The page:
‘All we have is an idea’

Mike Zint (right) of ‘First they came for the homeless’ meets with Poor Tour tent community residents
Jim, Clark and Tim.
PHOTO/SARAH MENEFEE

 

Editor’s note: In the predawn hours of February 8, police and city workers descended on the peaceful Poor Tour tent community at Berkeley Old City Hall, taking tents and belongings, destroying the place where many houseless people had found protection, community and a place to call home. This is a description by ‘First they came for the homeless’ co-founder Mike Zint of the raid, and what was displaced. Other sites are still standing and a smaller protest has continued nearby, with more determination than ever.

BERKELEY, CA — Today, at 5 am, the police raided our city hall location. They did it with less than 24 hours notice. They displaced over 40 people. Those displaced were seniors, disabled, and addicts fresh into recovery. They removed months of stability. They put some people into a much worse situation. They destroyed recovery progress, and put some addicts in the impossible position of staying clean on the streets. They destroyed a community that was making a difference.

‘First They Came for The Homeless’ has helped get over 50 people off the streets. With the help of the Dare 2 Change community, we finally had a working solution for getting addicted clean and into our sober community. They graduate from Dare 2 Change community, and enter into the ‘First They Came for The Homeless’ camp as drug and alcohol free. Once in the ‘First They Came for The Homeless’ camp, the new people must go through probation, just like any other new resident. Dare 2 Change graduated 23 people. In the same period of time, the HUB [Berkeley’s central entry point for homeless services] got two housed out of camp. We have used no tax payer dollars. The HUB has around 1.7 million dollars budgeted.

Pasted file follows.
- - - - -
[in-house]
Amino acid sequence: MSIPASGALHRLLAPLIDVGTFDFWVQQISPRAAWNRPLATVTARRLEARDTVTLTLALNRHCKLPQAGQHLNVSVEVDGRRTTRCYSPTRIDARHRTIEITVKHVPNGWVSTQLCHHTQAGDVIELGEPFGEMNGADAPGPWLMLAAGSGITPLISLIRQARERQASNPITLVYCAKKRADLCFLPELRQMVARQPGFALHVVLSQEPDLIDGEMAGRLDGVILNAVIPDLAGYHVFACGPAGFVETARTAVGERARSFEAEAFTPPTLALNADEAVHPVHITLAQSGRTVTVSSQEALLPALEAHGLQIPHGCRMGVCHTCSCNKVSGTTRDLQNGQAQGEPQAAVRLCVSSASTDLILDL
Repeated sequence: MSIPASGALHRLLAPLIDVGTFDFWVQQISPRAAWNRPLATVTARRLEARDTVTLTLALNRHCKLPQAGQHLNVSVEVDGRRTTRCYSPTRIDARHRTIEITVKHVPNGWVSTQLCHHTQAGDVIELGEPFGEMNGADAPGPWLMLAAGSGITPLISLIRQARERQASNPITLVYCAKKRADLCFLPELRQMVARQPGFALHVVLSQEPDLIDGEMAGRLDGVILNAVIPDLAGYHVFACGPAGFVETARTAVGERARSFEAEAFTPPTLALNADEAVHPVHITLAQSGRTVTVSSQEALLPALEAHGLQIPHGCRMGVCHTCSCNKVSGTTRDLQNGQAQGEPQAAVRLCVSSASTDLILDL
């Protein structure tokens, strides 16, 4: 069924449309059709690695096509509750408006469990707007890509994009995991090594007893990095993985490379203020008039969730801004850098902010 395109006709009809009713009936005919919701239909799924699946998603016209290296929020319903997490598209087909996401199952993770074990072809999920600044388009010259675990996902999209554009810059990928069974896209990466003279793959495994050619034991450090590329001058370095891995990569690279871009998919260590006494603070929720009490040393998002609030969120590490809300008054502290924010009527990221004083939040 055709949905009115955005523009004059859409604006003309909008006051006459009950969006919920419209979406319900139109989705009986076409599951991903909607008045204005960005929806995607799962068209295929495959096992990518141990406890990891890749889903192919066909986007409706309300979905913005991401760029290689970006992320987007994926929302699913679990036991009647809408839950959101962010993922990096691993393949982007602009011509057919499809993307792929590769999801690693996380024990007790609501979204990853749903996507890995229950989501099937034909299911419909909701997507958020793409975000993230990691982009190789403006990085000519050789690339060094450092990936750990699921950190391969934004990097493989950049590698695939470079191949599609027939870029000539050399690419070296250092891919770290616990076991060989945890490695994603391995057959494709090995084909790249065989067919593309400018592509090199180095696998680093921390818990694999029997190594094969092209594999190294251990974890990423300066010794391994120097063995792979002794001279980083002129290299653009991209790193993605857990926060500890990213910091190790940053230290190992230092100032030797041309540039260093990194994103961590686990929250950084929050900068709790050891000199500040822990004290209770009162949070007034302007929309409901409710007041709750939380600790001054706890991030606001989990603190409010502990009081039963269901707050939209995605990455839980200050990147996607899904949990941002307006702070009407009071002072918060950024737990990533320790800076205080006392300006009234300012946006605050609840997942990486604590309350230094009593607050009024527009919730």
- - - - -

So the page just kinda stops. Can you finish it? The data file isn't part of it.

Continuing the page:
When you do the math, we have gotten 50 off the streets. Before the raid, we had around 60 sheltered in tents. Including sheltering those 60, we are also providing stability, storage of gear, security, personal space, privacy, and community. With Dare 2 Change’s 23 graduated, that brings us to around 120 people that were not fighting for a mat on the floor. They are no longer in doorways. They are no longer on drugs, wandering around town.

We are the homeless. We don’t get funded. All we have is an idea on what is needed. We have proven over the last 13 months that this community-based solution, with rules and camp consensus policy making, is the best way to save lives, and get people off the streets. The fact that the city would rather spend millions on things that don’t work than listen to the homeless suggests to me the city has no desire to really help. They would rather chase the homeless, or move them out of town.

I just want to be able to shelter myself if it’s ever needed. To have that removed is a clear demonstration that those in power need to be removed. When those in charge deny a life-sustaining necessity from the people, the people need to rebel or die.

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